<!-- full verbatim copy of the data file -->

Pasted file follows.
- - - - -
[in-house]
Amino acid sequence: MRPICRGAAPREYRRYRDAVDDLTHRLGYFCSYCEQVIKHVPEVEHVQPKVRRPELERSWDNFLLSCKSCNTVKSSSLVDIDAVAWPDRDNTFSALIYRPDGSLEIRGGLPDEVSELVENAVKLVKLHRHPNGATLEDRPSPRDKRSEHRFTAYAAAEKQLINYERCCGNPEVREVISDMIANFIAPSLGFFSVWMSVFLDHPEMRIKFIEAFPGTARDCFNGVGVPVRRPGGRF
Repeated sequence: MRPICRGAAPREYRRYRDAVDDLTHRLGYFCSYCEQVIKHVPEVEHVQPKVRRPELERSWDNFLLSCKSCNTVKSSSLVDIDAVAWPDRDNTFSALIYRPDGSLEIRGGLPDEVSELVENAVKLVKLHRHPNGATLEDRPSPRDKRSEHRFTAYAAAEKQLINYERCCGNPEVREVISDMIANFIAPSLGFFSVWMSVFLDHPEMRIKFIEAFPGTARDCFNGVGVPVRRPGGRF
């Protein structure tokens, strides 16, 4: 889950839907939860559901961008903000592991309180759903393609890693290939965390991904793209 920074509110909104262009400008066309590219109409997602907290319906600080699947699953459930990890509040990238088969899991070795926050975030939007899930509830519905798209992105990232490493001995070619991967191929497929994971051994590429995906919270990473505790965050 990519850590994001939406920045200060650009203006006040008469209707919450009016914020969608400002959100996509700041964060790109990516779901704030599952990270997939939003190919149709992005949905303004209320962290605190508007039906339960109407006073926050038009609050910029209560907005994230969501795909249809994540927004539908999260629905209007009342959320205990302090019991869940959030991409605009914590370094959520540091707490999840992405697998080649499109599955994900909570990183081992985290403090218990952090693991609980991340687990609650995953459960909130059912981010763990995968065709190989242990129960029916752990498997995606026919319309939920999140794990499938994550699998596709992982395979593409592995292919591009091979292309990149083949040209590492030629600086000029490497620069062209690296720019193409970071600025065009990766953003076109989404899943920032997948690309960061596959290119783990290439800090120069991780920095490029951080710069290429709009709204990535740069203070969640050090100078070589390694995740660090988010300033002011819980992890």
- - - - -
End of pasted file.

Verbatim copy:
[in-house]
Amino acid sequence: MRPICRGAAPREYRRYRDAVDDLTHRLGYFCSYCEQVIKHVPEVEHVQPKVRRPELERSWDNFLLSCKSCNTVKSSSLVDIDAVAWPDRDNTFSALIYRPDGSLEIRGGLPDEVSELVENAVKLVKLHRHPNGATLEDRPSPRDKRSEHRFTAYAAAEKQLINYERCCGNPEVREVISDMIANFIAPSLGFFSVWMSVFLDHPEMRIKFIEAFPGTARDCFNGVGVPVRRPGGRF
Repeated sequence: MRPICRGAAPREYRRYRDAVDDLTHRLGYFCSYCEQVIKHVPEVEHVQPKVRRPELERSWDNFLLSCKSCNTVKSSSLVDIDAVAWPDRDNTFSALIYRPDGSLEIRGGLPDEVSELVENAVKLVKLHRHPNGATLEDRPSPRDKRSEHRFTAYAAAEKQLINYERCCGNPEVREVISDMIANFIAPSLGFFSVWMSVFLDHPEMRIKFIEAFPGTARDCFNGVGVPVRRPGGRF
């Protein structure tokens, strides 16, 4: 889950839907939860559901961008903000592991309180759903393609890693290939965390991904793209 920074509110909104262009400008066309590219109409997602907290319906600080699947699953459930990890509040990238088969899991070795926050975030939007899930509830519905798209992105990232490493001995070619991967191929497929994971051994590429995906919270990473505790965050 990519850590994001939406920045200060650009203006006040008469209707919450009016914020969608400002959100996509700041964060790109990516779901704030599952990270997939939003190919149709992005949905303004209320962290605190508007039906339960109407006073926050038009609050910029209560907005994230969501795909249809994540927004539908999260629905209007009342959320205990302090019991869940959030991409605009914590370094959520540091707490999840992405697998080649499109599955994900909570990183081992985290403090218990952090693991609980991340687990609650995953459960909130059912981010763990995968065709190989242990129960029916752990498997995606026919319309939920999140794990499938994550699998596709992982395979593409592995292919591009091979292309990149083949040209590492030629600086000029490497620069062209690296720019193409970071600025065009990766953003076109989404899943920032997948690309960061596959290119783990290439800090120069991780920095490029951080710069290429709009709204990535740069203070969640050090100078070589390694995740660090988010300033002011819980992890």